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Ending HIV requires lawmakers in Congress dedicated to health equity, racial justice, sex education, housing and more.
AIDS United zooms in on the community’s biggest HIV policy wins in 2020—accomplished via virtual work.
Without COVID-19 relief, many people will face a drop in unemployment assistance the day after Christmas and evictions on January 1.
If passed, the law would boost liver disease research and create a national strategy to tackle non-alcoholic steatohepatitis.
Advocates and lawmakers spoke with AIDS United during the recent political conventions.
Here’s how to reach your elected leaders and tell them to protect vulnerable communities—including those with HIV.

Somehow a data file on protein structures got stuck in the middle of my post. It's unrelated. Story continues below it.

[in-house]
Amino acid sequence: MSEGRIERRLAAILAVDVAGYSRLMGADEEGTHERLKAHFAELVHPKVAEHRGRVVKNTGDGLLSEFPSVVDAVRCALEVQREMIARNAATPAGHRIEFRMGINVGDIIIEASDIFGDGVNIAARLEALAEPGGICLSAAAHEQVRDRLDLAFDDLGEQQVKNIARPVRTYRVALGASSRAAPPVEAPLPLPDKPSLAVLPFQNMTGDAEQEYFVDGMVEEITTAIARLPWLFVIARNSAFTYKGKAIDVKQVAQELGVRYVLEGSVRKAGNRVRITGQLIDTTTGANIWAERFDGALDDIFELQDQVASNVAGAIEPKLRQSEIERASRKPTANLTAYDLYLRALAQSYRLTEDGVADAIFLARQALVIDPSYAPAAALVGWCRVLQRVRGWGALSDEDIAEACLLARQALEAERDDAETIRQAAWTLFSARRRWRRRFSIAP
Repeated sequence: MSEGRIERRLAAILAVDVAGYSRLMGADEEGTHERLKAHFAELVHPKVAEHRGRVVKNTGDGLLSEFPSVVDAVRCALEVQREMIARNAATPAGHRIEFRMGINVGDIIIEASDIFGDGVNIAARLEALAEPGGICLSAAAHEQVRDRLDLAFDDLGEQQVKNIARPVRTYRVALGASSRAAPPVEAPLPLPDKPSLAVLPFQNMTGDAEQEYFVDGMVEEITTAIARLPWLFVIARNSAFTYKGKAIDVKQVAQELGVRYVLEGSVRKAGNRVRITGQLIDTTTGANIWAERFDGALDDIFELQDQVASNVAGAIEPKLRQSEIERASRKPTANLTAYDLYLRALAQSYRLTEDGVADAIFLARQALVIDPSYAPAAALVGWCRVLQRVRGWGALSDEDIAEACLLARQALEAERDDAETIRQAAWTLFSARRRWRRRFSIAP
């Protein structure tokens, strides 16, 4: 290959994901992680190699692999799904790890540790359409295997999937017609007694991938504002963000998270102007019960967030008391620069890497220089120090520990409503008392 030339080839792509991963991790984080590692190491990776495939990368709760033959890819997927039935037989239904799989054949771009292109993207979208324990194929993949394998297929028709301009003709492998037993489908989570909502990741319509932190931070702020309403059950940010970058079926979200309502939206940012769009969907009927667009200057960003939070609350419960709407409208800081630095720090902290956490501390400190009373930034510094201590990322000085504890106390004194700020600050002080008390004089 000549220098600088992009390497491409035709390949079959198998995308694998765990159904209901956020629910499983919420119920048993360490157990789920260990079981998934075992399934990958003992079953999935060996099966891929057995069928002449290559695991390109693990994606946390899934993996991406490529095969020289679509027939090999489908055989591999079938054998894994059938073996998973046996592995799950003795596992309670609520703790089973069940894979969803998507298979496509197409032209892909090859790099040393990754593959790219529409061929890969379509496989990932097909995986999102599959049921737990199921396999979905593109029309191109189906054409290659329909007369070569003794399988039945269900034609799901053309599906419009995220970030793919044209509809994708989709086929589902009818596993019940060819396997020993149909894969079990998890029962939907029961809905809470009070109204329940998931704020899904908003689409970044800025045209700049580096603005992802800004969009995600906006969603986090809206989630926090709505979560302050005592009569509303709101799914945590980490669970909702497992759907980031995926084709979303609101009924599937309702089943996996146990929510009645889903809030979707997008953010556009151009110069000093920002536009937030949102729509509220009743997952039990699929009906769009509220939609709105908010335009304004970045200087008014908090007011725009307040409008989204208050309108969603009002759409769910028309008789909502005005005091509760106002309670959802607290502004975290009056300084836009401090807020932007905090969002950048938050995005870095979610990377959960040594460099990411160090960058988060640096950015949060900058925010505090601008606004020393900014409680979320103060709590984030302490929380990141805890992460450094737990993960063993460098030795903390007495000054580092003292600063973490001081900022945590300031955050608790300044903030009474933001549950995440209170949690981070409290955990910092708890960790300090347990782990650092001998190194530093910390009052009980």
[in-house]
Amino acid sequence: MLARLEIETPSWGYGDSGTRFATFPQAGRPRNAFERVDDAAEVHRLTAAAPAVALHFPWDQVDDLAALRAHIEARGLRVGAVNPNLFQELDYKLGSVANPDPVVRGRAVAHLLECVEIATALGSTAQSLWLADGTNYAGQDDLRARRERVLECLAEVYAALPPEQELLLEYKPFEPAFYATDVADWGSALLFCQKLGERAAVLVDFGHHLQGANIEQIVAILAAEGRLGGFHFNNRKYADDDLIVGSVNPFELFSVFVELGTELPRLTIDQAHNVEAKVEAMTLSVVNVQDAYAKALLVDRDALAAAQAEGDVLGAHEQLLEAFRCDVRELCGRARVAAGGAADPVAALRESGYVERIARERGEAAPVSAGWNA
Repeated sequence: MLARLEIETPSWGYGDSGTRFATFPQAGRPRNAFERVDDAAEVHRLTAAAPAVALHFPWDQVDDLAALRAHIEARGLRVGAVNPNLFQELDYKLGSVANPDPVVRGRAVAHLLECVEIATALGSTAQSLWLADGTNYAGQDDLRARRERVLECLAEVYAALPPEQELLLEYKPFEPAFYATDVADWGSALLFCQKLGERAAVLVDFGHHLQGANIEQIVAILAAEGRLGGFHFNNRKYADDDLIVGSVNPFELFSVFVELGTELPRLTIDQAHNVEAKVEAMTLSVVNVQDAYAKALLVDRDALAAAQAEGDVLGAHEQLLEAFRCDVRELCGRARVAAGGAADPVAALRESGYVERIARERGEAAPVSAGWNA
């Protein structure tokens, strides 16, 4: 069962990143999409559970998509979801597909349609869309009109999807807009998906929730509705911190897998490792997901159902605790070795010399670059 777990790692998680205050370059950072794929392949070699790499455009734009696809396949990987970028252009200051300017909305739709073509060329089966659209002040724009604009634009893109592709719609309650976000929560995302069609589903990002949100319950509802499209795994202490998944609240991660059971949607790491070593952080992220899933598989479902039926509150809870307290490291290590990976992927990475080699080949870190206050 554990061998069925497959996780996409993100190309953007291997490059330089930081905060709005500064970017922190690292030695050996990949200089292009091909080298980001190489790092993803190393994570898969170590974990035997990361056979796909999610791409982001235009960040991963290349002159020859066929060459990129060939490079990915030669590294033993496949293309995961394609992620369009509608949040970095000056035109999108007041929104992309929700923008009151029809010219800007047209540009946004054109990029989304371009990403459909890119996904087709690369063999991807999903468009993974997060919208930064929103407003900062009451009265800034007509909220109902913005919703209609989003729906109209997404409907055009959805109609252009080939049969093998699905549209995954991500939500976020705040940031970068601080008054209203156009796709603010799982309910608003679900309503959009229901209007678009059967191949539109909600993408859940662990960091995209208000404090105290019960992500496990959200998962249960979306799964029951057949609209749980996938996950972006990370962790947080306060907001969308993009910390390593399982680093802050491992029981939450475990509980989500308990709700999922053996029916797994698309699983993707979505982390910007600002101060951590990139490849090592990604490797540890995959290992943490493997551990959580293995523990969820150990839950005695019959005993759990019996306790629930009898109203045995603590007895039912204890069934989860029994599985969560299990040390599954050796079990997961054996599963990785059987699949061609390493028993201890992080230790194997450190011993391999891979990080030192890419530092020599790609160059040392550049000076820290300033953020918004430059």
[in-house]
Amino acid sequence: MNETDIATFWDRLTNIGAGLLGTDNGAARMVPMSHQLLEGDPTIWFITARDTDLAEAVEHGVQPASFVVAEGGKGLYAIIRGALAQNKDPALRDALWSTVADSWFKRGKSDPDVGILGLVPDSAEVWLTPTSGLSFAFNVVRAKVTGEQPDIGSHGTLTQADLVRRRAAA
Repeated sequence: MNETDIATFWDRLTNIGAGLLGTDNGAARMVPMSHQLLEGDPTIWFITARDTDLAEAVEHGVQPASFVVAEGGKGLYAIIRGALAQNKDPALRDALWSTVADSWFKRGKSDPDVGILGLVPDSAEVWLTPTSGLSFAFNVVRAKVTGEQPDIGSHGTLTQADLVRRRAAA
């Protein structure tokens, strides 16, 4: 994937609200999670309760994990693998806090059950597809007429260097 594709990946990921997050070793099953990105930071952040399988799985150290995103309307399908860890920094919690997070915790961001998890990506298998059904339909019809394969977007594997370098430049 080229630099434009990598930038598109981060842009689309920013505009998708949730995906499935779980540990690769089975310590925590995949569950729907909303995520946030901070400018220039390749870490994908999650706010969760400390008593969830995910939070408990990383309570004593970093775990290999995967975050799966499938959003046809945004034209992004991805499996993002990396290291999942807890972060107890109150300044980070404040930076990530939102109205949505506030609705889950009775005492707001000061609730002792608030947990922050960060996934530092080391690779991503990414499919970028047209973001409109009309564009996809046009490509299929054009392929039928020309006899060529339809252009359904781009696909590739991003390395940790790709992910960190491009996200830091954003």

Stable housing is vital for folks with HIV, and this bill does not include rent or mortgage freezes.
Let us continue to fight for full equal rights—even if that fight includes #GoodTrouble.
His indomitable spirit remained intact even during his fight with the disease.
Meanwhile, the House subcommittee responsible for many federal HIV programs has approved its funding for fiscal year 2021.
Here’s how to do it.
Here’s how HIV funding from the CARES Act gets divided
Because this year’s lobbying event had to be virtual, people with mobility issues were able to participate, writes Wanda Brendle-Moss.
One bill would create 1,000 new residency positions for physicians going into addiction treatment medicine.
But it comes with deep cuts to Medicare, Medicaid, Social Security, cancer funds and other health and science programs.
How does this affect federal money to aid Puerto Rico and to end the HIV epidemic in America?
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